Pas Trusted News – Taking a Car to College? Consider These Expenses First

Car Expenses To Consider as a College Student

Between parking passes, fuel costs, regular maintenance and auto insurance, car ownership isn’t cheap for college students. Learn more about expenses you could face in the sections below. While you’ll deal with car insurance costs whether you take your vehicle to college or not, many expenses will be far higher if you bring the car along with you.

You’ll Need a Place To Park

Annual parking fees at universities can be steep many students pay hundreds or even thousands of dollars to park at some of the most popular college campuses across the U.S.

Of the country’s top 100 universities based on student population, we found that 82 offered yearly parking passes for students staying on campus. The average cost of a parking pass at these schools was $510 per year, meaning that you’ll save sizable cash if you leave your car at home. That isn’t feasible for all students, however, so parking may be a necessary expense.

Fuel Is Expensive

Parking aside, consider your potential fuel expenses. Data from the Federal Highway Administration shows that Americans between the ages of 16 and 34 drive an average of 11,361 miles per year.

While the average cost of gas has fallen from an all-time high of $5.02 per gallon in June 2022, it’s still pricey to fill up your tank. According to AAA, the national average in July 2023 was $3.56 per gallon for regular-grade gasoline. It’s worth thinking about whether the convenience of bringing your car to university outweighs the cost of gas.

What About Car Maintenance?

Maintenance services such as regular oil changes and tire rotations help to keep your vehicle in optimal condition and lessen your chances of a mechanical breakdown. How much, however, can you expect to spend per year on routine maintenance for your car?

RepairPal, a provider of car ownership resources, estimates that the average vehicle costs $652 per year to maintain and repair. While actual costs depend on factors like your vehicle’s make, model and mileage, it’s best to have a ballpark estimate of your car’s maintenance needs.

Don’t Forget About Car Insurance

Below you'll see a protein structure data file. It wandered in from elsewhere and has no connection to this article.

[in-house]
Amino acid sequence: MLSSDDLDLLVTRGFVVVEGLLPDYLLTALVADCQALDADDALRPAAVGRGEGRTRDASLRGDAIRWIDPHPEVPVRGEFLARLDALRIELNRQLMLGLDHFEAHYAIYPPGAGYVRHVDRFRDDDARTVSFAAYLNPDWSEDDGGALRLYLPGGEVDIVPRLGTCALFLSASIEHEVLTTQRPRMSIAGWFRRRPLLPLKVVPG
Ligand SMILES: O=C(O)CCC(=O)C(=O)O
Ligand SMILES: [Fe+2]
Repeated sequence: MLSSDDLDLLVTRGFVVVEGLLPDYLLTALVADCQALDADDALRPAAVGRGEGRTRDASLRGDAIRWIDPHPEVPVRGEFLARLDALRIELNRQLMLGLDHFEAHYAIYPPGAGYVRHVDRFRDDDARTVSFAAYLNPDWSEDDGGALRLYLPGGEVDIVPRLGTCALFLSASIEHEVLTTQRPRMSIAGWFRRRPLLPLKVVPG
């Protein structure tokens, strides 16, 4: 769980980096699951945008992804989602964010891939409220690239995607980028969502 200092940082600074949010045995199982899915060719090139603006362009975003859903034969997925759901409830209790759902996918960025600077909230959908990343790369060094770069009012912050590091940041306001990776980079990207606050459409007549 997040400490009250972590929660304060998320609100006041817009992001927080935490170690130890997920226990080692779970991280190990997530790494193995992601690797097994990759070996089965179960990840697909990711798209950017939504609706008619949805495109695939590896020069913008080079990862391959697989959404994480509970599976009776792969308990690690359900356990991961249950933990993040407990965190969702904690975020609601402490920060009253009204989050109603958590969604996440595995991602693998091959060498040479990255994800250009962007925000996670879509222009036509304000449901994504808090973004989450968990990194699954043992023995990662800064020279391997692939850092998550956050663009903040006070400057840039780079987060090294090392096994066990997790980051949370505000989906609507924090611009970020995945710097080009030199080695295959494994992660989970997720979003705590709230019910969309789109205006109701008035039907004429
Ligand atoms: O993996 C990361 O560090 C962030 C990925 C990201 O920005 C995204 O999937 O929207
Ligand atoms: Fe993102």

Auto insurance is another must-have if you’re bringing your car to college. All states other than Virginia and New Hampshire have minimum requirements for how much car insurance is needed. Even if you stick to the bare minimum, insurance premiums will cost drivers under the age of 20 more than older, experienced drivers.

Why are car insurance rates so high for young, college-aged drivers? The Insurance Institute for Highway Safety (IIHS) paints a clear picture. Its data shows that drivers between 16 and 19 years of age are three times more likely to get into a fatal crash than drivers 20 years and older. Those with greater risk factors will generally pay more for insurance premiums than others.

Still, there are ways to get car insurance for college students that won’t break the bank. You’ll find that many insurers offer auto insurance discounts to students who maintain good grades. Additionally, staying on your parents’ plan instead of purchasing your own could save you some serious cash if that’s an option.

Should You Bring Your Car to College?

The decision to bring your car to college hinges on much more than just auto expenses. Thinking through the following factors could offer insight into whether taking a car along fits your specific needs.

Incoming Freshman? Think Twice

If you’re a freshman at college, there’s a good chance that your school won’t allow you to bring a car to campus. This usually relates to parking logistics, since older students are generally given seniority when it comes to parking spaces. Every school is different, of course, so check with the appropriate department on campus to see if this rule applies to you.

Prepare To Drive Your Friends